Guest review by Andy Mowery,
photos by Fred Rice of Illusionoflight Blog & Steven T Love
At the Belly Up Widespread Panic show in Aspen, as JB began the last song of the second set, I was focused on his words in a state of awareness clear of the clutter that normally swamps better thoughts. I was captivated by the opening lyrics to Somewhere In Time:
“I hear a voice singing somewhere in time
A song I knew so long ago
It takes me back to places somewhere in time
To everyone I used to know”
While many in the room were scrambling to identify the song, I just listened and tried to absorb the words and sounds in the moment. We all wondered how the last show before the hiatus would end, and what they would select to send us off until we met again somewhere in time. This was, in a word, perfect – on many levels.Past, Present, and Future.
But, I’m getting ahead of myself. Forgive me, as this may take a little time to explain. You may want to stop and get yourself your favorite hot or cold beverage.
When Deb and I found out the band was going on hiatus in early 2011, we understood the reasons – they’ve been on tour for 7 straight years, and they are real humans with their own lives and families, and just needed a break. As disappointing as it was to think of a summer without Panic at Red Rocks, the hiatus of 2004 was actually great for us. So, we took it positively, and looked forward to having our schedule freed up.
When the shows for Panic en la Playa were announced, we all thought that it was going to be the end. Not The End type of end, but more than just the end of the wonderful 25th anniversary tour. It was also the end of an era before a hiatus that might be 1-2 years. But that doesn’t stop speculation and rumors, and it certainly doesn’t stop those who want to assign reasons and motives to what they observe.
Later, when the Wood Tour, and in particular, the Aspen shows were announced, I have to admit we were a little irked that suddenly we weren’t seeing the last shows. Suddenly, our 10-day Panic vacation was turning into Panic Month. And, given how many people weren’t able to get tickets to Mexico, it felt almost greedy to try to go to all the Colorado shows. Particularly the Aspen shows with a capacity of 450. Given the price tag, and what we had already committed to Mexico, we decided to get tickets for the Fillmore, and bypass Aspen.
Then they went on sale.Sure enough, two friends decided to go for it and get Sunday tickets. And, they bought extras. The thought of spending more on one show than a luxury car payment was almost embarrassing. But, there really wasn’t any other option for us. How could we, years later, say that money stood between us and this experience? It was the LAST show. It didn’t matter if it could be explained or rationalized to others.
We’ve been to some other last shows too. Deb and I were both at the last Grateful Dead show at Soldier Field in Chicago in 1995. Of course, we didn’t know it at the time. Nothing in the world before, during, or after the show gave us a clue it was anything more than the last show of that tour. I had plans to go to Philadelphia that fall, and looked forward to more years of seeing shows beyond the Midwest. I had seen 15 shows, and was just starting to “get it”.And, without warning, it was over. No hiatus, no regrouping, no substitutes for Jerry. Put a fork in it; it was done. Finished. Over.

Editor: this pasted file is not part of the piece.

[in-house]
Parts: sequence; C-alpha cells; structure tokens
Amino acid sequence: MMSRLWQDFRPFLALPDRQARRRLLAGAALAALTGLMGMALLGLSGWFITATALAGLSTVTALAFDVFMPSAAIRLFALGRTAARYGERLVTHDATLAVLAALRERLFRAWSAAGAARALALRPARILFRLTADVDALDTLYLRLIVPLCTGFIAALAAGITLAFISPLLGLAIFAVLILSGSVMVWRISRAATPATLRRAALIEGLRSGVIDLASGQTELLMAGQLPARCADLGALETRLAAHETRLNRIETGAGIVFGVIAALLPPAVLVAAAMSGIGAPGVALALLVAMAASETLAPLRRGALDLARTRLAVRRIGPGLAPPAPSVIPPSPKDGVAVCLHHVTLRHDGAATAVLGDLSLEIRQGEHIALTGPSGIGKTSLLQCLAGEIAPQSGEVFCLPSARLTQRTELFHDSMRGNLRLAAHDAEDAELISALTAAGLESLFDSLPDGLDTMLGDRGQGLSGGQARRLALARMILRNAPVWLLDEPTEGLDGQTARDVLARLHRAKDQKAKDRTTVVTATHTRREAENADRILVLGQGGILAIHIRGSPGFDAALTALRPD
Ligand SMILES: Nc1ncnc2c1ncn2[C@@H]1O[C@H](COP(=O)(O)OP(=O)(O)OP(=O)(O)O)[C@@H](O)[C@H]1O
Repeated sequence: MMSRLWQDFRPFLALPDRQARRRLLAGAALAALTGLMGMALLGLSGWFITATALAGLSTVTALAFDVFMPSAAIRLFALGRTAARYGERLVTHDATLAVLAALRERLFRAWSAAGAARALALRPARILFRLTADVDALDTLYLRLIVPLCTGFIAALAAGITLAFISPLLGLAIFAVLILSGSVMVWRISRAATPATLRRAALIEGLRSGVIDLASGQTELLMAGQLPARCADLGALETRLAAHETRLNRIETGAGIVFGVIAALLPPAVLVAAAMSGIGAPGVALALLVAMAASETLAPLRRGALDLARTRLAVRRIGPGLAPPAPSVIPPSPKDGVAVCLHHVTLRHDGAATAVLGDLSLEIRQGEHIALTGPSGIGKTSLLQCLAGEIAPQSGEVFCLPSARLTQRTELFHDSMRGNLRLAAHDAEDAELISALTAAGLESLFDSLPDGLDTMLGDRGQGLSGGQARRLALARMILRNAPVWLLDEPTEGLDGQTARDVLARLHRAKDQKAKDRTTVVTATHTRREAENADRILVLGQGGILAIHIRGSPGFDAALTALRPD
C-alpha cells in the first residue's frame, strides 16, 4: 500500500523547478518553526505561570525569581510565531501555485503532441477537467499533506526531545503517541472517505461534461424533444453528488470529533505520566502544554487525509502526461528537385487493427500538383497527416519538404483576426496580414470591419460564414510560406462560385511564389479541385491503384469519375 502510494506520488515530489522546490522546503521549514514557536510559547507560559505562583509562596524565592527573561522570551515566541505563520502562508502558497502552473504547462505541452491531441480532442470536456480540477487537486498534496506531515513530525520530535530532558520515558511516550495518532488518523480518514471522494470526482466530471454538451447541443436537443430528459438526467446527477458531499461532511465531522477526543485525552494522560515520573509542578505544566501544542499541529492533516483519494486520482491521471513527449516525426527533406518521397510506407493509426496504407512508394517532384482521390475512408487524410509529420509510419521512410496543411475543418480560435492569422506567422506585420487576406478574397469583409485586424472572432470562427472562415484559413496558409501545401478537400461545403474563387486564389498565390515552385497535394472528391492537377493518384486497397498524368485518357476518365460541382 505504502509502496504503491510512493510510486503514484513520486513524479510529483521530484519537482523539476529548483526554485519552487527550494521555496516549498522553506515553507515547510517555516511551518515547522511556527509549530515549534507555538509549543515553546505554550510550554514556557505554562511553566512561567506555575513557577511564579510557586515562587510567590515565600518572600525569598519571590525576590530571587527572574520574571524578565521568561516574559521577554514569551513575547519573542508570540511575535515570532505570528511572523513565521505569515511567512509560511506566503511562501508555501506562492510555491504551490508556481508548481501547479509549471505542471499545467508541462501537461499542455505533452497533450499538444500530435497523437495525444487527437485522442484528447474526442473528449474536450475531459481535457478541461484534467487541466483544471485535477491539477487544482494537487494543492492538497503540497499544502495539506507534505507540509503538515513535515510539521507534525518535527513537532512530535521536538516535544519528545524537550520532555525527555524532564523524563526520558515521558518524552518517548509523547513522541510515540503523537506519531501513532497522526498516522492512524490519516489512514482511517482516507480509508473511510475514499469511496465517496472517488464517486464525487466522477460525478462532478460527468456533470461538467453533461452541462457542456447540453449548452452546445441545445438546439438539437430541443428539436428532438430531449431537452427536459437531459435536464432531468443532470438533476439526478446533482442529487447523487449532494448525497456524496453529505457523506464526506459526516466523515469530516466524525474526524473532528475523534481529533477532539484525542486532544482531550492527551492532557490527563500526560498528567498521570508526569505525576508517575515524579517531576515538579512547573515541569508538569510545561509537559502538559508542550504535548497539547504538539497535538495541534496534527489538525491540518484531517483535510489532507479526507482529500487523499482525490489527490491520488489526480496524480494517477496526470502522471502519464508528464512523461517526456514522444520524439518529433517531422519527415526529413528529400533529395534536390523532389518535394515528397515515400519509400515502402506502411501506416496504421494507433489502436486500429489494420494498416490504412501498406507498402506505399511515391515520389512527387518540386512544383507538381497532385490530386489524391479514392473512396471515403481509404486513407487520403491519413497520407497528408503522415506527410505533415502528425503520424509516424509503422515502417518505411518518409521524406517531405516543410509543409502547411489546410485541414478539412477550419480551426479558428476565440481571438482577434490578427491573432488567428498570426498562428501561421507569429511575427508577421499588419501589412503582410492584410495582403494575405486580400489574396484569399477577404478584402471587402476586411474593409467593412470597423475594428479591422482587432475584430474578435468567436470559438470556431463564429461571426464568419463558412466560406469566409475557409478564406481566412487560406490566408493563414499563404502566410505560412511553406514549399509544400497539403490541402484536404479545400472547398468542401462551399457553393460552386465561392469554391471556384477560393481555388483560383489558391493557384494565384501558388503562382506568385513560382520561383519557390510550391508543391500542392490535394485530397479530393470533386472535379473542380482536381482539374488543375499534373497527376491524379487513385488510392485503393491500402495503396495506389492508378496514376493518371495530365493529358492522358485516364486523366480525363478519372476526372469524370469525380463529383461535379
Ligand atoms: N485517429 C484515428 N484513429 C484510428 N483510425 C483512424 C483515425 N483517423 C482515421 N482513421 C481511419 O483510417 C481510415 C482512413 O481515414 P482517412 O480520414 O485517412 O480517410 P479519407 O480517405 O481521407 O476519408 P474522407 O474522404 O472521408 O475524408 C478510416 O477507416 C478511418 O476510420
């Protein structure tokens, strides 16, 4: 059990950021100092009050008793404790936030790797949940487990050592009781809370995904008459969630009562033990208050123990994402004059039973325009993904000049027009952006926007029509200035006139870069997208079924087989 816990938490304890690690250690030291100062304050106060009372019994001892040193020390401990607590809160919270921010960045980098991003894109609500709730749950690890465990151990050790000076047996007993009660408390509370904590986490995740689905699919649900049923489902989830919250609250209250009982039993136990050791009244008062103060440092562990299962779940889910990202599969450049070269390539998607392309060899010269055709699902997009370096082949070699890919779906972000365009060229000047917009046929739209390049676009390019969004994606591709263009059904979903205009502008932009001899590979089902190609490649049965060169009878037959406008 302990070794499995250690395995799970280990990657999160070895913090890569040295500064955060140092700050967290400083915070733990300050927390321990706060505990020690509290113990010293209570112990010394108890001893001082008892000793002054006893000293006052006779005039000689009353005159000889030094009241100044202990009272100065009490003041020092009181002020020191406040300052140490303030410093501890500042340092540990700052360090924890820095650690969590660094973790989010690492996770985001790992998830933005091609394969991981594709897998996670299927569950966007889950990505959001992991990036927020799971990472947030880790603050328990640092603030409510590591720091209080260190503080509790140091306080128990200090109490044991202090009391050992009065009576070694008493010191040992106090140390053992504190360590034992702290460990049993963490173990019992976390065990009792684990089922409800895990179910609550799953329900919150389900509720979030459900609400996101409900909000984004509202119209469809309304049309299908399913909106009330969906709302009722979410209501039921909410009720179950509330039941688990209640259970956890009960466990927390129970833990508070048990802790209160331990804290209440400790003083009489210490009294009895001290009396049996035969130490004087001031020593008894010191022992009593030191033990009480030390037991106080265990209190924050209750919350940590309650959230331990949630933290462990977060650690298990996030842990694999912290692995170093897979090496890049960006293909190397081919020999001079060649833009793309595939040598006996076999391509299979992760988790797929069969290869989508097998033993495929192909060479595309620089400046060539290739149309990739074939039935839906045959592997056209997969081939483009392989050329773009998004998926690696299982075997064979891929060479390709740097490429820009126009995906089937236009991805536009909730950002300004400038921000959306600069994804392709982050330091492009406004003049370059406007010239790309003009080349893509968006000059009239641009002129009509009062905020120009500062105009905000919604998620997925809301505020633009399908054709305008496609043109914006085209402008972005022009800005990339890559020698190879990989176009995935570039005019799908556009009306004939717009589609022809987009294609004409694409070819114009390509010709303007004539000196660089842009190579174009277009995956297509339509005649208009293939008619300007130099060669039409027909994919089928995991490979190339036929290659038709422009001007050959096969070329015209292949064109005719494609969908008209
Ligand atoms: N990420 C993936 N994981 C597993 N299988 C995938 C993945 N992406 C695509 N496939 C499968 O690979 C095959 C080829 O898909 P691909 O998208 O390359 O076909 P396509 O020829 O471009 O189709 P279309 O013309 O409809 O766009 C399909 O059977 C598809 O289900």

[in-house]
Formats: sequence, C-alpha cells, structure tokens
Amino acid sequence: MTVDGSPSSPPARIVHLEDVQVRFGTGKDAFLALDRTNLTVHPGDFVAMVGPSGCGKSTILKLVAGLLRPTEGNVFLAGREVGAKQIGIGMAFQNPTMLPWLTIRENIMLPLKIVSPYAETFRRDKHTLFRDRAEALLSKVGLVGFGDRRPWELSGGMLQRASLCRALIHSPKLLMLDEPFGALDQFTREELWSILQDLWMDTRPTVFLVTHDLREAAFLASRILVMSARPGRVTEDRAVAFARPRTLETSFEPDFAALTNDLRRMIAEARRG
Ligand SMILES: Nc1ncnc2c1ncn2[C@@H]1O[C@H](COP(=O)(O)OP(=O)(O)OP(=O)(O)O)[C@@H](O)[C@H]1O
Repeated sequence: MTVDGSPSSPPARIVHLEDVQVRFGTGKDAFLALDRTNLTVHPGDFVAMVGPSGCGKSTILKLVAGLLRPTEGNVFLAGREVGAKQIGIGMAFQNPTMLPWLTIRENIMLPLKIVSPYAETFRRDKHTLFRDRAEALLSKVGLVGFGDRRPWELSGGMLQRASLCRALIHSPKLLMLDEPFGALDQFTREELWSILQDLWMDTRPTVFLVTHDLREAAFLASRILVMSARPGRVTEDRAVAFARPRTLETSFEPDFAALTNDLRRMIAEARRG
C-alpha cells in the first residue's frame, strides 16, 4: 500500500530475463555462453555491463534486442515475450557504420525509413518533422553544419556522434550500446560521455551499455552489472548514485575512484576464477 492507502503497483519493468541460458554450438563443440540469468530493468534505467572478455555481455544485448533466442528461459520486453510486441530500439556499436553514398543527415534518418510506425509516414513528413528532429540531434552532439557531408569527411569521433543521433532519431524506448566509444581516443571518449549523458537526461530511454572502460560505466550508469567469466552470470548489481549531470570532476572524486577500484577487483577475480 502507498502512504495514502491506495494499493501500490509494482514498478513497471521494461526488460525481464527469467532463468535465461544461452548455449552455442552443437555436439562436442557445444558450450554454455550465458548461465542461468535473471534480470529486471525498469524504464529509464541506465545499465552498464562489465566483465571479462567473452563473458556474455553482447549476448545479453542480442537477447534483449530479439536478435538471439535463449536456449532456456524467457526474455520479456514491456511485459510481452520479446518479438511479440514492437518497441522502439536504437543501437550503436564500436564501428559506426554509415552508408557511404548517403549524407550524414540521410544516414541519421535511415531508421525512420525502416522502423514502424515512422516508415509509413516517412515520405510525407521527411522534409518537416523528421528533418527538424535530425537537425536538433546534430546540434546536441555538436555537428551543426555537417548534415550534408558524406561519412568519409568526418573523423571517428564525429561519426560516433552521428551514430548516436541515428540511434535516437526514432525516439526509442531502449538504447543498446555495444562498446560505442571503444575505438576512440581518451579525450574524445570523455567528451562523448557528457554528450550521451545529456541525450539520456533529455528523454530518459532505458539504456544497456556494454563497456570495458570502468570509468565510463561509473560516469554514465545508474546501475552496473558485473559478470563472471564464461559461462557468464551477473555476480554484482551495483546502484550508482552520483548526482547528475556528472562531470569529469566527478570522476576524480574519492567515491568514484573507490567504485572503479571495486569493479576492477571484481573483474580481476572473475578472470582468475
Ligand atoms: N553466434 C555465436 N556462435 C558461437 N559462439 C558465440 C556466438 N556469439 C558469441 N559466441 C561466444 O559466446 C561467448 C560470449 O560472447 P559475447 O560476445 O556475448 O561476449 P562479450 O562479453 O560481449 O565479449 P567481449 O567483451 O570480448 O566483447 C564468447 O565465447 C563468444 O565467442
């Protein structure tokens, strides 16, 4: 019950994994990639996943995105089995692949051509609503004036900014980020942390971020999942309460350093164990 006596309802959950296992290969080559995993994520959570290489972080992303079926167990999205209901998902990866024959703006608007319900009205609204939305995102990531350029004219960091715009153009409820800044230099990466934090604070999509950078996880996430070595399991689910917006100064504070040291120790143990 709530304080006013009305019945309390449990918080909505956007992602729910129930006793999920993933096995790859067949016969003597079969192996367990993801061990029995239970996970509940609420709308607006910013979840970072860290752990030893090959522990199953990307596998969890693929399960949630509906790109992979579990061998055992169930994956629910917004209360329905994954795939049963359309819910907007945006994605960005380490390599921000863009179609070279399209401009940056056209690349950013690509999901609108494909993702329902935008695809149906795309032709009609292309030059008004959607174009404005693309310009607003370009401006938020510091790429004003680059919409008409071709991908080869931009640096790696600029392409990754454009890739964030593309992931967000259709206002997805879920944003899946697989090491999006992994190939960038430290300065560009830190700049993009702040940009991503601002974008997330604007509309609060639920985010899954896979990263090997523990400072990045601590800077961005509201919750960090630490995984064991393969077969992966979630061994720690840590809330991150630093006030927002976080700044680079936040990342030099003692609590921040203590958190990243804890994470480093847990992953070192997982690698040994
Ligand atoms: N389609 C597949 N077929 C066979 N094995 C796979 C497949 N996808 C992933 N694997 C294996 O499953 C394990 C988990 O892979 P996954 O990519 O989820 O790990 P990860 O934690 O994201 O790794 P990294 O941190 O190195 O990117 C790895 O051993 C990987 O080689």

The shock and sorrow of Jerry passing wasn’t the same for me as others I knew. I had been to a gathering in Chicago a few blocks from my apartment on a hill at Montrose Harbor on Lake Michigan. I have to admit it just seemed for many like a good excuse to go partake, drink beer, listen to music, and share stories in a park on the lakefront. There were people who were crying and hugging, but it didn’t seem real to me. I thought: It wasn’t like any of them actually KNEW Jerry or had met him, yet they were as emotional as if they had lost a parent or a sibling. I was a very naïve and somewhat arrogant, definitely young, insensitive idiot. They were nice to me anyways. I had so much to learn.
Over the next year, I noticed that my Deadhead friends gravitated towards different bands. Most of my closer friends were already seeing many Allman Brothers shows, even when the Dead were playing, so they just filled the void with more of that. There was also Warren Haynes and Allen Woody’s new band, Gov’t Mule. But I was also drawn to Blues Traveler and Phish. But, I listened everyday to Widespread Panic. Every freaking day.
When the Furthur Festival started the next year, I went to Atlanta to see Deb and the very first show of that tour. I hoped that it would just be a continuation of where the Grateful Dead left off, but it was something different. I loved it, personally, but there just didn’t seem to be the same magnetic attraction for others I knew. It just felt like it was over, and everyone was going their separate fragmented ways. Some had intention, but many were lost, simply not knowing what to do.